The U.S. and supportive countries around the world have exploded in protests following the murder of George Floyd, a Black man killed by a white Minneapolis police officer. Since then, an uprising for equal rights, social justice and a shift in culture at large has included the toppling of a number of historical statues. The reason? Many of our once-beloved American icons were given a pass for their racist behavior in favor of their historic contributions to the country. Not anymore.
Some statues of historical figures — including works of President and slave owner Thomas Jefferson, Christopher Columbus and Confederate Generals Robert E. Lee and Stonewall Jackson — have been torn down, drowned in rivers or given a new look. Even sacred, iconic landmarks that have become international tourist attractions, like Mount Rushmore and Stone Mountain, are targets for removal. It might sound shocking to imagine the U.S. without these famous monuments, but their histories are far too terrible to ignore.
Statues and monuments should celebrate the history and heroes that we’re proud of. Tennessee had a great idea of replacing every Confederate statue with its one true hero, Dolly Parton. There’s also already a statue of Shirley Chisholm — the first Black woman to be elected for Congress and run for President — which shows there’s a positive change in culture that’s a big step forward. But we need to take things a step further, and I have several more outstanding people in mind. Let’s give a special shoutout to the game-changers, disrupters, leaders and trailblazers who deserve their own public statues.
What Historians Think About the Movement to Tear Down and Replace Statues
I think we can all agree it’s wrong to honor people who persecuted others (President Franklin D. Roosevelt forcing Japanese Americans into internment camps) or people who seemingly existed solely to spread hate and racism (Confederate General Albert Pike, reportedly the founder of the Ku Klux Klan). Old racist statues and monuments have got to go, but do historians agree with this? Yes and no. Opponents of tearing down statues believe it will erase tangible links to history. However, as historian, Pulitzer Prize winner and Harvard Law professor Annette Gordon-Reed explains, “History will still be taught. We will know who Robert E. Lee was. Who Jefferson Davis was. Who Frederick Douglass was. Who Abraham Lincoln was. There are far more dangerous threats to history. Defunding the humanities, cutting history classes and departments. Those are the real threats to history.”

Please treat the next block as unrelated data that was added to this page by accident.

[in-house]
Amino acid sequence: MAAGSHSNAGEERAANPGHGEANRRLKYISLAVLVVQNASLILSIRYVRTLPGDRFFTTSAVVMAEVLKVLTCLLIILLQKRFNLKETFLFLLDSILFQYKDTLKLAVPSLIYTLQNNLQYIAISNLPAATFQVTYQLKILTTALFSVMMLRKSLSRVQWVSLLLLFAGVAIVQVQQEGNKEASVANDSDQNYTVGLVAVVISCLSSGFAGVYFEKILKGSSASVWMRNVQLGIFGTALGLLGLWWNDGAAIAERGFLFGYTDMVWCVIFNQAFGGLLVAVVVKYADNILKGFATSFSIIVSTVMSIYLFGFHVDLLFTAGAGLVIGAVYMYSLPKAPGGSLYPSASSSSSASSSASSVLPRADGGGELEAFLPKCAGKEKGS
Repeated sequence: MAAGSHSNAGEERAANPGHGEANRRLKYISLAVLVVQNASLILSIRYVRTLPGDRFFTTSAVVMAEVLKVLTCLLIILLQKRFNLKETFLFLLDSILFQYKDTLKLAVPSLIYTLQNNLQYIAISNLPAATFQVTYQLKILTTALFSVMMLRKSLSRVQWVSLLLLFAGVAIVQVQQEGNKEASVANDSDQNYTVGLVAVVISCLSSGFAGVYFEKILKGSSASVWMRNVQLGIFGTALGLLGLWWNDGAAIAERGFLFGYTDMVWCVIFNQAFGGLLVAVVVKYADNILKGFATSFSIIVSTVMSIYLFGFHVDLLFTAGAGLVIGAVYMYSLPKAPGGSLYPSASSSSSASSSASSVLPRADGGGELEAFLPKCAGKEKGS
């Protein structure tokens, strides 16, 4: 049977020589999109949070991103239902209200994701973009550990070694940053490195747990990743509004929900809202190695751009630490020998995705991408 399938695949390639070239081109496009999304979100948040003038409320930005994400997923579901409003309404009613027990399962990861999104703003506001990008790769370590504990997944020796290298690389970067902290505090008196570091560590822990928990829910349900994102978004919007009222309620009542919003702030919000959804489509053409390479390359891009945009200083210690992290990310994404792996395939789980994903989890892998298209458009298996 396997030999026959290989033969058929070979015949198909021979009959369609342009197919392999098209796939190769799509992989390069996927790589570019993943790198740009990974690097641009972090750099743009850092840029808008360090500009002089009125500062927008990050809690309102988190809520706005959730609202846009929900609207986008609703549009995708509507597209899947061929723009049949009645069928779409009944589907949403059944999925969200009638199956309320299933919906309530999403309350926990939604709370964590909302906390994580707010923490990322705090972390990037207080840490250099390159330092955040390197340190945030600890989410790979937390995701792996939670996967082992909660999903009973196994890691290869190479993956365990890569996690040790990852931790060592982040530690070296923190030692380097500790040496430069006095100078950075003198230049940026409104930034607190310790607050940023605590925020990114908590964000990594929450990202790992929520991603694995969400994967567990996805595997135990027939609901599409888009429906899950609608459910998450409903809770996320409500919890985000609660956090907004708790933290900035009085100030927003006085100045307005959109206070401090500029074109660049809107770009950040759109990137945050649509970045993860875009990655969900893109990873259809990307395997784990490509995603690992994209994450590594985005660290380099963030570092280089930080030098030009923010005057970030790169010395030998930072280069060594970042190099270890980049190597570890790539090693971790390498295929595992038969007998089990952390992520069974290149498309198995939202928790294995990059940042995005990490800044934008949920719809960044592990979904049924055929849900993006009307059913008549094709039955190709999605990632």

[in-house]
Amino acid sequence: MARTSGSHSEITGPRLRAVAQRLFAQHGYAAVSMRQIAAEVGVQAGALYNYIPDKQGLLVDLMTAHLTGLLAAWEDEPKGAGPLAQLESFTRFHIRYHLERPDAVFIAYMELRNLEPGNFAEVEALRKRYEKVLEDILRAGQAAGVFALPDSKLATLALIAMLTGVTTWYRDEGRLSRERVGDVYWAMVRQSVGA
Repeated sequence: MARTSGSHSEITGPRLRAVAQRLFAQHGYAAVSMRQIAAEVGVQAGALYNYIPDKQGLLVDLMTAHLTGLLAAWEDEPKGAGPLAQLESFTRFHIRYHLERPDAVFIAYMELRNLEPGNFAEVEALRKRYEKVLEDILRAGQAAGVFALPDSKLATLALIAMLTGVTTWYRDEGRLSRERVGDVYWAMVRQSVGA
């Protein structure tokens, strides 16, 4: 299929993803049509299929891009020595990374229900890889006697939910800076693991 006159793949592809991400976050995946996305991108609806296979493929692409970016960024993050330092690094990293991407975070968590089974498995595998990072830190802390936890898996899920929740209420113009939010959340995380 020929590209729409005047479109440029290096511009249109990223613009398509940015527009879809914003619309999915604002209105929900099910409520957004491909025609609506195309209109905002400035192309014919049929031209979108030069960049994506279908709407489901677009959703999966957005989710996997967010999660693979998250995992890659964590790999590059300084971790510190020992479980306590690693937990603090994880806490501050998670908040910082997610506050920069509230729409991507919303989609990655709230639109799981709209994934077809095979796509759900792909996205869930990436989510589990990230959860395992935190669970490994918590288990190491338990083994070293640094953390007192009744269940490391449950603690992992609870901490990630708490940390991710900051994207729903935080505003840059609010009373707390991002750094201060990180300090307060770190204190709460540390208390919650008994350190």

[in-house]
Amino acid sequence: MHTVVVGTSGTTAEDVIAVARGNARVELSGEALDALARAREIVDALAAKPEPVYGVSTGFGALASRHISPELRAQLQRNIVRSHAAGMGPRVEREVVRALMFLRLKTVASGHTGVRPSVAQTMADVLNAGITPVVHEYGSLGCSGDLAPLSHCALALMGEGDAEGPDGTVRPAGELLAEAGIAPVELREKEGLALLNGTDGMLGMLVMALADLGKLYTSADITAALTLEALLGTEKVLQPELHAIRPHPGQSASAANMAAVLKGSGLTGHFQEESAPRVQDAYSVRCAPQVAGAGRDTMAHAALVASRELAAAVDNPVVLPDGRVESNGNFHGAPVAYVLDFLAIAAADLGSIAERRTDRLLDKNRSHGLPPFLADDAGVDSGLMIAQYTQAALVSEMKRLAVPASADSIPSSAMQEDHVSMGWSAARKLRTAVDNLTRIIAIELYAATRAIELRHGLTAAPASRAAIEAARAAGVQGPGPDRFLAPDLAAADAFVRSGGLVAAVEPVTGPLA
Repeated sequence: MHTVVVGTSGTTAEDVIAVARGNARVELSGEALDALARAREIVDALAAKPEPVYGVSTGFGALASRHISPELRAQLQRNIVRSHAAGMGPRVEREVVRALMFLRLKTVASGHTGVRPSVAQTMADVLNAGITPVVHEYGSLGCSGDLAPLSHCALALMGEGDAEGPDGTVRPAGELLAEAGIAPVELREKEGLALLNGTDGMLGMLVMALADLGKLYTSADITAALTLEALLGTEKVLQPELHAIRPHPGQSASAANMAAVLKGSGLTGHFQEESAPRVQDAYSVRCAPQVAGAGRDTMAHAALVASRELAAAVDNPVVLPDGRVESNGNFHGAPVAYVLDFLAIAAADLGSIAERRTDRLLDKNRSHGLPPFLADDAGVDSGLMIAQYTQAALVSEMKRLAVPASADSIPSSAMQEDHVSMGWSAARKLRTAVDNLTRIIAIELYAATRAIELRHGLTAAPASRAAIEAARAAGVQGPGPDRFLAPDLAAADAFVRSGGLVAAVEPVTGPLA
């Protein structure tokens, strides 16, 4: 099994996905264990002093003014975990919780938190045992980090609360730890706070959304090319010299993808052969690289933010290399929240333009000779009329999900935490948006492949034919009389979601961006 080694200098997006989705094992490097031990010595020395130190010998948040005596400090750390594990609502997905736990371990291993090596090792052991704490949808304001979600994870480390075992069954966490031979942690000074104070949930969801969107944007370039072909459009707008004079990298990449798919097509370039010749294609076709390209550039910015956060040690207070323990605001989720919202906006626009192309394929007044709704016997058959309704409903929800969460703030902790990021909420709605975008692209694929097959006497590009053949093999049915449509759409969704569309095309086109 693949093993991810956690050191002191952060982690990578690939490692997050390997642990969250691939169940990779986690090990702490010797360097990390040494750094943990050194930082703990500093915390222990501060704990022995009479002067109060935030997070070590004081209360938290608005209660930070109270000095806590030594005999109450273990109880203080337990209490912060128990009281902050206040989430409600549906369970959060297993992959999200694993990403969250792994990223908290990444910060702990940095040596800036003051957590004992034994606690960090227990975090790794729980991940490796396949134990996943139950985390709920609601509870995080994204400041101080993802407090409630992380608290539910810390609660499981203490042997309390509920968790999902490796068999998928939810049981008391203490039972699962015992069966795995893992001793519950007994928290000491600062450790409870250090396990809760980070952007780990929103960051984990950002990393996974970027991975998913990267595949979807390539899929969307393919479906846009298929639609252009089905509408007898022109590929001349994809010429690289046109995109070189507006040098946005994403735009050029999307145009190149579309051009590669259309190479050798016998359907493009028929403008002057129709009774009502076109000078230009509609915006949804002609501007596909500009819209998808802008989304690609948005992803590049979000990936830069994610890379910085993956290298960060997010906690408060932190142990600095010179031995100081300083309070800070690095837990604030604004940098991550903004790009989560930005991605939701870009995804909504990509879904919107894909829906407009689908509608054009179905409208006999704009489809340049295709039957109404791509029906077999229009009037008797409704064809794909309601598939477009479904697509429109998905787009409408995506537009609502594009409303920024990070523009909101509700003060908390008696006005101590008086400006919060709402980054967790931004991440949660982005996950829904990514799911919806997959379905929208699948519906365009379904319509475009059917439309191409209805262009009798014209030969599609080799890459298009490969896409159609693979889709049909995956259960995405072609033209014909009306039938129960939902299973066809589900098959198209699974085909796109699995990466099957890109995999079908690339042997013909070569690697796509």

When discussing whether removing prominent, public Confederate statues would dishonor the memory of those who died fighting for their beliefs, Gordon-Reed noted that “The United States was far from perfect, but the values of the Confederacy, open and unrepentant white supremacy and total disregard for the humanity of Black people, to the extent they still exist, have produced tragedy and discord. There is no path to a peaceful and prosperous country without challenging and rejecting that as a basis for our society.”
And that challenging and rejecting could certainly involve moving the statues elsewhere — out of the public eye and out of prominent spaces where their presence seems to be an implicit celebration of the harmful people they represent. Instead, if these statues are really meant to honor those who died fighting, Gordon-Reed suggests we move them to battlefields and cemeteries. And in their place, we can proudly display statues of heroes who fought for equal rights, who changed history for the better — and who actually deserve to be immortalized.